CEM engineers are a part of a global team working on the International Thermonuclear Experimental Reactor (ITER). Fusion requires high temperature and pressure to merge smaller atoms and release energy. The temperature of the reaction chamber is critical to an effective process. Precise calibration is required to obtain accurate temperature readings of the chamber plasma. Fusion chamber temperatures must be measured using an Electron Cyclotron Emission (ECE) diagnostic system. A microwave receiver in the ECE system is continually calibrated using a hot source of known temperature and emissivity in the fusion chamber. CEM engineers recently completed the first prototype hot calibration source for ITER, bringing fusion one step closer to reality.
Without proper ECE calibration, it will be impossible to accurately know the fusion chamber plasma temperature, and thus properly electromagnetically contain the plasma. If the plasma is not properly contained, a disruption in the current that runs through the vacuum chamber occurs. This disruption not only makes the fusion process less effective, but can also lead to large vibration and jarring to the system that could damage other parts.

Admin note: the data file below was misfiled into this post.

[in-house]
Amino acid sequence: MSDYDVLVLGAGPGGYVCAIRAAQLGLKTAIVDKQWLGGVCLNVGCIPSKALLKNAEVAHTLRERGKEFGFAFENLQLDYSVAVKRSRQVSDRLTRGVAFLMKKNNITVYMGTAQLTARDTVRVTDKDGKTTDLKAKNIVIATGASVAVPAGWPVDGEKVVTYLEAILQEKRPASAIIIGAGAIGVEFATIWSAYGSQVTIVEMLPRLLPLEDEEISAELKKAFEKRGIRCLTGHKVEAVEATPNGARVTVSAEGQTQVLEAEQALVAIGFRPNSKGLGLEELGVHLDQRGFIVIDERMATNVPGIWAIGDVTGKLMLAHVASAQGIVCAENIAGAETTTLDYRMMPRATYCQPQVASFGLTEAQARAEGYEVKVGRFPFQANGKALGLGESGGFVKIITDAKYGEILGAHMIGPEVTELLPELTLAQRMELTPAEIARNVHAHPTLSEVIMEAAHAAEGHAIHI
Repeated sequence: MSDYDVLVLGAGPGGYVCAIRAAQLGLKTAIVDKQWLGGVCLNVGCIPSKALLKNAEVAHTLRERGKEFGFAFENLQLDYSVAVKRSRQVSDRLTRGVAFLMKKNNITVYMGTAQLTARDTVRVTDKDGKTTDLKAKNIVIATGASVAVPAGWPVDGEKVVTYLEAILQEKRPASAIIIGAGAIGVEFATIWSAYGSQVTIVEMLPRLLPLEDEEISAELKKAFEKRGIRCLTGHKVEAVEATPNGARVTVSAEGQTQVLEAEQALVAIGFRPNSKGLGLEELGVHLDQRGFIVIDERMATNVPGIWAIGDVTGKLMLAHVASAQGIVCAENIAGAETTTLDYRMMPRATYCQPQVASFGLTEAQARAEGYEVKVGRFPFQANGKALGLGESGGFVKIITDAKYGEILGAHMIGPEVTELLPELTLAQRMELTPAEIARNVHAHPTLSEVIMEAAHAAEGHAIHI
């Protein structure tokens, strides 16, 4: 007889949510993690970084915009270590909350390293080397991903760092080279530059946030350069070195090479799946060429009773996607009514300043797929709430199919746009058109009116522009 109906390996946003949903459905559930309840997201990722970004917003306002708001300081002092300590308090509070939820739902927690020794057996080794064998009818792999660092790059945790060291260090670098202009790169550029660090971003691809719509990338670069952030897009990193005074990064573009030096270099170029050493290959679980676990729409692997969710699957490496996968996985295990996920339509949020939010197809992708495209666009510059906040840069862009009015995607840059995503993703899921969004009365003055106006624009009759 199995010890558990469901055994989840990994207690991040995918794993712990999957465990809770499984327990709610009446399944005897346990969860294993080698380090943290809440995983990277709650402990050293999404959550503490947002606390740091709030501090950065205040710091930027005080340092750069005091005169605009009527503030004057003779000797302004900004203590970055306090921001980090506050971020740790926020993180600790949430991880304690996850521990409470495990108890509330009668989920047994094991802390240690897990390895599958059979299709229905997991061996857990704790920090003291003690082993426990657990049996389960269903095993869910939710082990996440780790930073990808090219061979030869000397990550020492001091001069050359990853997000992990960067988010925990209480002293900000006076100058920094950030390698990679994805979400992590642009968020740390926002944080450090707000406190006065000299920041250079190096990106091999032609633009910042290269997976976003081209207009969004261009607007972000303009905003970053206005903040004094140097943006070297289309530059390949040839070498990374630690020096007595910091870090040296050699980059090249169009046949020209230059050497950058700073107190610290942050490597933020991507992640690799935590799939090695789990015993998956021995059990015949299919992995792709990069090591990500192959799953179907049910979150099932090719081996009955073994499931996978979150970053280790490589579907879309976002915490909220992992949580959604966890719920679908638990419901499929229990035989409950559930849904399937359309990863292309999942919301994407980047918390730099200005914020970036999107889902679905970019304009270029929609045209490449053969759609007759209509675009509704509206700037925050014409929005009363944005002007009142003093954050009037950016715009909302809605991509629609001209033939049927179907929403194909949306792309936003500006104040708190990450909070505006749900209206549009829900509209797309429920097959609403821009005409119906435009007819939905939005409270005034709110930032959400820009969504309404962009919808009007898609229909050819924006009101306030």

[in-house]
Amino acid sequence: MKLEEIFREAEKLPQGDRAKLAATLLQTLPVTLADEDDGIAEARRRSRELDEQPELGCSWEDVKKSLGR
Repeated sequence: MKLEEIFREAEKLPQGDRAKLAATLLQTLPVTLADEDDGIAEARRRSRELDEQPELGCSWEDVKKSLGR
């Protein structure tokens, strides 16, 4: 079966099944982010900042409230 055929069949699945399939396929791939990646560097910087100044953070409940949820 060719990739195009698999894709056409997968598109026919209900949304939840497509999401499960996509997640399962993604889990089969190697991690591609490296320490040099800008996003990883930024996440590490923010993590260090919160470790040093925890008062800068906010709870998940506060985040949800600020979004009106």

The ITER-ECE diagnostic system actually includes two calibration sources permanently located within the ITER Diagnostic Shield Module (DSM). They provide calibration radiation directed by moveable mirrors towards optical paths of two complementary plasma views. They are designed to a set of requirements that assure proper calibration of the ECE instrument when ITER is not operating. The main calibration requirements include a high-emissivity surface heated to 700 0C, 5000 hours operational lifetime over 20 years, and ability to perform the calibration in the presence of a magnetic field. Long term materials stability and compatibility with ITER vacuum are also required. Major design drivers include a heater current limit of 40 A, no direct fluid cooling to mitigate failure risks, small size to avoid compromising neutron shielding, and adequate structural support to mitigate vibration loads.